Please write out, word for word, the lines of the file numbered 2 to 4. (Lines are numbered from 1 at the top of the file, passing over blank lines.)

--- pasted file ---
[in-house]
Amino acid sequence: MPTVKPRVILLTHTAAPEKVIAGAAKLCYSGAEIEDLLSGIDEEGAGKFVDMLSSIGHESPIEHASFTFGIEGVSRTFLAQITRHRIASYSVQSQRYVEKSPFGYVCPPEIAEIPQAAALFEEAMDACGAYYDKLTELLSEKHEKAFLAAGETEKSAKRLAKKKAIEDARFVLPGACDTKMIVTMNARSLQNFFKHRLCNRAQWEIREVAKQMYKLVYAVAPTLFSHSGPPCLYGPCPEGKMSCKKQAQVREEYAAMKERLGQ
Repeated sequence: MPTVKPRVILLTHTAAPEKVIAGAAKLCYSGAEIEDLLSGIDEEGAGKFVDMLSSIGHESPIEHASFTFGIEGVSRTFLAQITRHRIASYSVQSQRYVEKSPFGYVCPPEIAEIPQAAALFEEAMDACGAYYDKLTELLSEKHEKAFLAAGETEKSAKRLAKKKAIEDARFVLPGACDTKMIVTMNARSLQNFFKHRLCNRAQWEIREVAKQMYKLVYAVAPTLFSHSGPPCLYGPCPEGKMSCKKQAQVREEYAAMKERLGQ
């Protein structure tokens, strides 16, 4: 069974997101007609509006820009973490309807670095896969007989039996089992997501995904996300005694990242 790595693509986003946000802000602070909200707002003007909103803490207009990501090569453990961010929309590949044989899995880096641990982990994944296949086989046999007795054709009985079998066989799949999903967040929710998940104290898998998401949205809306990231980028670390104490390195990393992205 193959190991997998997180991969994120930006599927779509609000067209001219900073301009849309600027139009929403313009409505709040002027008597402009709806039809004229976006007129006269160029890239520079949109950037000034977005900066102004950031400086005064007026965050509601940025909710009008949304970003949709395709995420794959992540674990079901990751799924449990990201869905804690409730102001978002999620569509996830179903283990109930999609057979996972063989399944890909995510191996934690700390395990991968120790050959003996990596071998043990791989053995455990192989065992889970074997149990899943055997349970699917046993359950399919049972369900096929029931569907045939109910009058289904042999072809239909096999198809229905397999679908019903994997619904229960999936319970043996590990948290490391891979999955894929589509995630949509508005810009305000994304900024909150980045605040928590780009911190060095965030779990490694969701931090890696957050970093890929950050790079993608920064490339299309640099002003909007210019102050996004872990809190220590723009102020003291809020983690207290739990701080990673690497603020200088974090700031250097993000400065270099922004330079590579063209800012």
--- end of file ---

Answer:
Amino acid sequence: MPTVKPRVILLTHTAAPEKVIAGAAKLCYSGAEIEDLLSGIDEEGAGKFVDMLSSIGHESPIEHASFTFGIEGVSRTFLAQITRHRIASYSVQSQRYVEKSPFGYVCPPEIAEIPQAAALFEEAMDACGAYYDKLTELLSEKHEKAFLAAGETEKSAKRLAKKKAIEDARFVLPGACDTKMIVTMNARSLQNFFKHRLCNRAQWEIREVAKQMYKLVYAVAPTLFSHSGPPCLYGPCPEGKMSCKKQAQVREEYAAMKERLGQ
Repeated sequence: MPTVKPRVILLTHTAAPEKVIAGAAKLCYSGAEIEDLLSGIDEEGAGKFVDMLSSIGHESPIEHASFTFGIEGVSRTFLAQITRHRIASYSVQSQRYVEKSPFGYVCPPEIAEIPQAAALFEEAMDACGAYYDKLTELLSEKHEKAFLAAGETEKSAKRLAKKKAIEDARFVLPGACDTKMIVTMNARSLQNFFKHRLCNRAQWEIREVAKQMYKLVYAVAPTLFSHSGPPCLYGPCPEGKMSCKKQAQVREEYAAMKERLGQ
């Protein structure tokens, strides 16, 4: 069974997101007609509006820009973490309807670095896969007989039996089992997501995904996300005694990242 790595693509986003946000802000602070909200707002003007909103803490207009990501090569453990961010929309590949044989899995880096641990982990994944296949086989046999007795054709009985079998066989799949999903967040929710998940104290898998998401949205809306990231980028670390104490390195990393992205 193959190991997998997180991969994120930006599927779509609000067209001219900073301009849309600027139009929403313009409505709040002027008597402009709806039809004229976006007129006269160029890239520079949109950037000034977005900066102004950031400086005064007026965050509601940025909710009008949304970003949709395709995420794959992540674990079901990751799924449990990201869905804690409730102001978002999620569509996830179903283990109930999609057979996972063989399944890909995510191996934690700390395990991968120790050959003996990596071998043990791989053995455990192989065992889970074997149990899943055997349970699917046993359950399919049972369900096929029931569907045939109910009058289904042999072809239909096999198809229905397999679908019903994997619904229960999936319970043996590990948290490391891979999955894929589509995630949509508005810009305000994304900024909150980045605040928590780009911190060095965030779990490694969701931090890696957050970093890929950050790079993608920064490339299309640099002003909007210019102050996004872990809190220590723009102020003291809020983690207290739990701080990673690497603020200088974090700031250097993000400065270099922004330079590579063209800012």